Imagine planting a vegetable garden once: perennial vegetables allow you do do just that.
I fell in love with the idea of perennial vegetables years ago when I discovered the ability asparagus has to come back year after year.
That doesn’t mean I had success growing it – not in Florida, at least – but the idea of planting something and getting harvests again and again was appealing to me.
Unlike beans, tomatoes, corn, broccoli, lettuce and the many other vegetables most of us rush to plant in the spring, then rush to harvest in their season, perennial vegetables allow the gardener to pace himself.
My Perennial Vegetable Journey
Sweet potatoes were the first perennial vegetable I had luck with. Though normally grown as an annual, they’re perennial in South Florida where I grew up.
I was in charge of taking care of a neighbor’s lovely yard for a year while she and her husband and daughter lived on their houseboat in some exotic port. She said “if anything dies, just fill in the space with something nice.”
When some of the petunias gave up, I planted sweet potatoes in her front planter.
They rapidly took over, filling the space with green rambling vines.
Mrs. Campbell was not happy with me when she returned home. The potatoes were harvested and she replanted ornamentals… but something funny happened. Vines kept popping back up. Every little piece of root left in the ground sprouted.
I think it took her a year to eradicate them completely.
But hey – that’s easy food, right? Maybe it wasn’t in the right place (sorry, Mrs. Campbell) but they are a wonderful perennial vegetable.
The Book to End all Perennial Vegetable Books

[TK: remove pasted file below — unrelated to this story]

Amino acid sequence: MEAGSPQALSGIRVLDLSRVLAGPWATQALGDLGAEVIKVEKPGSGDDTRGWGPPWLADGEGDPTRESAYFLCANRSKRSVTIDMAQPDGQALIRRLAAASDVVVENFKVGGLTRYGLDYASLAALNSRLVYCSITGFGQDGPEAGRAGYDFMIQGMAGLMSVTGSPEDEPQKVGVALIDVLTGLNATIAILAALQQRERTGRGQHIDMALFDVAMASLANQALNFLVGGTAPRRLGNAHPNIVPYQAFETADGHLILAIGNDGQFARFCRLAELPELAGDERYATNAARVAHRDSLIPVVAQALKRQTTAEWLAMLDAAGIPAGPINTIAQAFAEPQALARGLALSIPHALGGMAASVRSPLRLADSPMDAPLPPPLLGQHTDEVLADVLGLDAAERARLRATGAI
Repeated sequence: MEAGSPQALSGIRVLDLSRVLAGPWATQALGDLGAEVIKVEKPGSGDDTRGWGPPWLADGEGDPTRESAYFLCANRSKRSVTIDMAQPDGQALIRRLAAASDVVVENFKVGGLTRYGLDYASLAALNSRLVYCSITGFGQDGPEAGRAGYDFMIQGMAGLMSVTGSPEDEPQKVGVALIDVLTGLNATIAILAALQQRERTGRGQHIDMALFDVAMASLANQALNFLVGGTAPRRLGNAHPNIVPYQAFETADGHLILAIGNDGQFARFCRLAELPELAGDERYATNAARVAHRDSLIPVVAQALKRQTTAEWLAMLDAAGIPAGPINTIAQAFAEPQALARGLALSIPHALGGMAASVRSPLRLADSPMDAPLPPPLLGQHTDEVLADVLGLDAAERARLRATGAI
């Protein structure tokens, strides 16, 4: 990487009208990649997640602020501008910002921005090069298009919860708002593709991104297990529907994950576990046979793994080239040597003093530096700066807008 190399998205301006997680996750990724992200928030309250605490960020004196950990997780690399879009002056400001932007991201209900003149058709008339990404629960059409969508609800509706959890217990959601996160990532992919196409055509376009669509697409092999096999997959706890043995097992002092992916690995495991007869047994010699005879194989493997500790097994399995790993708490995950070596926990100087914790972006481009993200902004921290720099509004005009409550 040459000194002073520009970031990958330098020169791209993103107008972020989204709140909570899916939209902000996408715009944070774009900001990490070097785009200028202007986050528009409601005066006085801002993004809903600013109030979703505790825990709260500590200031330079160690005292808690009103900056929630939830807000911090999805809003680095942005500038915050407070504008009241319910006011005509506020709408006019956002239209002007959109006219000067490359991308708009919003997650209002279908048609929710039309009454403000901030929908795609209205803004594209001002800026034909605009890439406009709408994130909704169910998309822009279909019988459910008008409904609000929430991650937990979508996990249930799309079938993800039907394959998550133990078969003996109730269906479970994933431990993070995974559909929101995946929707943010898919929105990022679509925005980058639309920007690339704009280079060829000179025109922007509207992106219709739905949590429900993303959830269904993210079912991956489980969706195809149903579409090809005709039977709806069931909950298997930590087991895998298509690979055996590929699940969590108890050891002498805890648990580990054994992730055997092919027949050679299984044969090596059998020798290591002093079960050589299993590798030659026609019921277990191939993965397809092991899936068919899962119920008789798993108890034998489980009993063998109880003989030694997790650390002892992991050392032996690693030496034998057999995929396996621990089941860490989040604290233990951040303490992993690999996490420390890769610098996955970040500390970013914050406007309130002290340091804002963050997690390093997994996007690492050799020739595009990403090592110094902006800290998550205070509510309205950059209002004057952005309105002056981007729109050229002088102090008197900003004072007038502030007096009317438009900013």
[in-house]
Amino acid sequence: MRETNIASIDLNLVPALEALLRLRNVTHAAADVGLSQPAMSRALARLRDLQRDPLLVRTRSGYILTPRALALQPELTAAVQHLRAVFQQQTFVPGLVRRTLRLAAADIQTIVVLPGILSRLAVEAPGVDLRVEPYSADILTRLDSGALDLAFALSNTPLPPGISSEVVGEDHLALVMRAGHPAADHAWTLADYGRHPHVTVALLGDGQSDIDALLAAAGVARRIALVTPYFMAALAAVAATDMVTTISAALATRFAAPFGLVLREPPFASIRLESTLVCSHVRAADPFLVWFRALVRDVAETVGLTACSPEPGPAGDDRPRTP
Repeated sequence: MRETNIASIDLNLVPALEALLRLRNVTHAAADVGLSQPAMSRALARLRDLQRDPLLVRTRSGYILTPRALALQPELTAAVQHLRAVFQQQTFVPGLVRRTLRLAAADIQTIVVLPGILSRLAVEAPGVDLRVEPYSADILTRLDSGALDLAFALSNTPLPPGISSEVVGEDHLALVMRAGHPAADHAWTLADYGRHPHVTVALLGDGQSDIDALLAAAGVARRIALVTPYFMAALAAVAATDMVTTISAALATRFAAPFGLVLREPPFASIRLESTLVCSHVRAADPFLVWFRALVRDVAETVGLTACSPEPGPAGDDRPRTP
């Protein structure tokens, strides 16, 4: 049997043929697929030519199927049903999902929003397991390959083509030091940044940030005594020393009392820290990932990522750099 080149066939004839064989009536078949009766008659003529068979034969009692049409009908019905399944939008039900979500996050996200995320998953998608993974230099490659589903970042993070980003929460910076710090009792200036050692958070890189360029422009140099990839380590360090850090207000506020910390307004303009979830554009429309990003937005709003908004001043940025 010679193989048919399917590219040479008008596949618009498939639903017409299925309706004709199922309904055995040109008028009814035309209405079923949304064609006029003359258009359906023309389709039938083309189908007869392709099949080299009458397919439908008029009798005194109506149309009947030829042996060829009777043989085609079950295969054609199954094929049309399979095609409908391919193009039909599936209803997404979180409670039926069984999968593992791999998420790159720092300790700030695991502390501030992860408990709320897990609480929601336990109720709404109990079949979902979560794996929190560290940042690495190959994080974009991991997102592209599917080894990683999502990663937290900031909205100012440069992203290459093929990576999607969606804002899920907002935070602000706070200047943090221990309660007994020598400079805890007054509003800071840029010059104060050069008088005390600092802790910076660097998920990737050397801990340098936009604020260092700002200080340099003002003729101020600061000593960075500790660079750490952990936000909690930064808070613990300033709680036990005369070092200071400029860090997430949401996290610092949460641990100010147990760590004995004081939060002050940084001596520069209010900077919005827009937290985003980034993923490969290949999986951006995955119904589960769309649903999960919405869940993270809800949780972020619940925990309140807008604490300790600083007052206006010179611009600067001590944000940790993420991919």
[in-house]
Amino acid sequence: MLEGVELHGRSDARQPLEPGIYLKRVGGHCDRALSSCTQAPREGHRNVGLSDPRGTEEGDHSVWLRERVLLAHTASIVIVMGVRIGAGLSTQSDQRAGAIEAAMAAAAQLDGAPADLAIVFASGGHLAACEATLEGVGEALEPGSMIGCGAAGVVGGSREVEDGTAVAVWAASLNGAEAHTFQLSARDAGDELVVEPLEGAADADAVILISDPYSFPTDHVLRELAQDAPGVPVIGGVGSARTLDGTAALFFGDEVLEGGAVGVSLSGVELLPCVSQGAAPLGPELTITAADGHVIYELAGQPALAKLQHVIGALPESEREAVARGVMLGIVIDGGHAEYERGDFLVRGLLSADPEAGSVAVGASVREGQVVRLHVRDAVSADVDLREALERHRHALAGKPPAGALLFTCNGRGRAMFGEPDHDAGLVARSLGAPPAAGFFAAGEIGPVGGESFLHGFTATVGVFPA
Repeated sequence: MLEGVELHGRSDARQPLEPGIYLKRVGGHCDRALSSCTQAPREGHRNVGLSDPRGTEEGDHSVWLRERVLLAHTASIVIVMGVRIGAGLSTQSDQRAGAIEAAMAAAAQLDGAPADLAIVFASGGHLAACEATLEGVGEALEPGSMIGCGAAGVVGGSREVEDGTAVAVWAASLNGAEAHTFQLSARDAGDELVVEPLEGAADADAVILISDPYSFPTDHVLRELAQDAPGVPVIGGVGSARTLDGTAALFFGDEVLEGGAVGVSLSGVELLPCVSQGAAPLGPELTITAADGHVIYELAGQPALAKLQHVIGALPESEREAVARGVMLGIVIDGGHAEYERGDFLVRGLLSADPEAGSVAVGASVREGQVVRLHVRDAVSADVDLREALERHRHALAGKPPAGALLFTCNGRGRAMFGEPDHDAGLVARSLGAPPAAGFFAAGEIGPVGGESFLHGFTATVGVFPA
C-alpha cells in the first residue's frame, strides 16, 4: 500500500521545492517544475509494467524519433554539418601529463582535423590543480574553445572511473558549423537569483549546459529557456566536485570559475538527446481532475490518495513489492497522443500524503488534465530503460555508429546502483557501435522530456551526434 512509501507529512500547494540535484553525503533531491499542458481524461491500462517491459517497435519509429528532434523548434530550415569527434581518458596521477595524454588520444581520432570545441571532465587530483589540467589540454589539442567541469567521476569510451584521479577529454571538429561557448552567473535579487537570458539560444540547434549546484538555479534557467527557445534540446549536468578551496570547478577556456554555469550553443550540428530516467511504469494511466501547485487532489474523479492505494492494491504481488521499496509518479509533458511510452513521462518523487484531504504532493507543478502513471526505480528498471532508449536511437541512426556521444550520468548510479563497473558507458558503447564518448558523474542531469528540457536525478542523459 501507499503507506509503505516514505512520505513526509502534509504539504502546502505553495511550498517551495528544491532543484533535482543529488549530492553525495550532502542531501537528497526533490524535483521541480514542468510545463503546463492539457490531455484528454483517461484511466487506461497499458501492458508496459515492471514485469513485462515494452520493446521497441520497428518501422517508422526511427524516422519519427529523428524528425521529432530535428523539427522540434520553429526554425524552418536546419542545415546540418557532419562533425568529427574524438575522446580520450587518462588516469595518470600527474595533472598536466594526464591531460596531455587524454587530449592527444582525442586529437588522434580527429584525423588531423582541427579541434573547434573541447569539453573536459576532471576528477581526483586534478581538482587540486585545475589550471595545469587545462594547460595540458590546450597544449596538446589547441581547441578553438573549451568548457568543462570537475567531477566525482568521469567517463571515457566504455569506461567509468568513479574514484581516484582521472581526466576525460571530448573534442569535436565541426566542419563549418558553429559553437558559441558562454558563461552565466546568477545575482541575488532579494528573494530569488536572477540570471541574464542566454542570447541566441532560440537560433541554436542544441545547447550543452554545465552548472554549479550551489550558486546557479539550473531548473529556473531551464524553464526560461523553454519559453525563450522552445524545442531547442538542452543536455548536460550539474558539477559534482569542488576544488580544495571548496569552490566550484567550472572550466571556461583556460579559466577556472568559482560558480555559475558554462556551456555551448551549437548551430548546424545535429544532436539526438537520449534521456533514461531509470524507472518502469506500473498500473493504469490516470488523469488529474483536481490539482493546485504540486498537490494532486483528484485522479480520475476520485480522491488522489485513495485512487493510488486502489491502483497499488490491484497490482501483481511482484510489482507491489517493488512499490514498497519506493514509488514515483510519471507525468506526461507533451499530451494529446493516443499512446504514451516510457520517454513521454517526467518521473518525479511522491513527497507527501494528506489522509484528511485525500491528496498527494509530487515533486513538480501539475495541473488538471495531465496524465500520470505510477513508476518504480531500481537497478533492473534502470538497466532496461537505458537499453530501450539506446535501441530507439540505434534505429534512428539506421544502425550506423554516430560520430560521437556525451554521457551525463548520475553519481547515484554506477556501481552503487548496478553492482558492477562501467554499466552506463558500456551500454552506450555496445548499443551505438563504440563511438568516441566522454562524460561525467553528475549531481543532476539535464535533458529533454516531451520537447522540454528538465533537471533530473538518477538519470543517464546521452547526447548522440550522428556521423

When I discovered Eric Toensmeier’s book I spent hours reading and thinking about the possibilities.
And then I started hunting down and planting many of them.
I’ve grown chaya and kangkong, horseradish and yacon, Chinese yams and Chinese water chestnut… there’s a wonderful world of perennial vegetables once you get started.
Perennial Vegetables is a great book, filled with excellent research and a mouth-watering variety of long-term edibles – many of which will be entirely new to the reader.
Some are temperate species, many are tropical, and many will grow in-between climates.
Eric has grown many of these vegetables in his Massachusetts garden and I grew many of them in Florida.
There are selections for shade and for water gardens. There are beans and roots and leaves and shoots and plenty of great ideas.
If you don’t own this book and you love the idea of planting a garden that lasts and lasts and lasts, I recommend you
This book is well worth the low price of admission – you’ll pay it back in spades after planting some of these prolific perennials.
I wouldn’t be without it.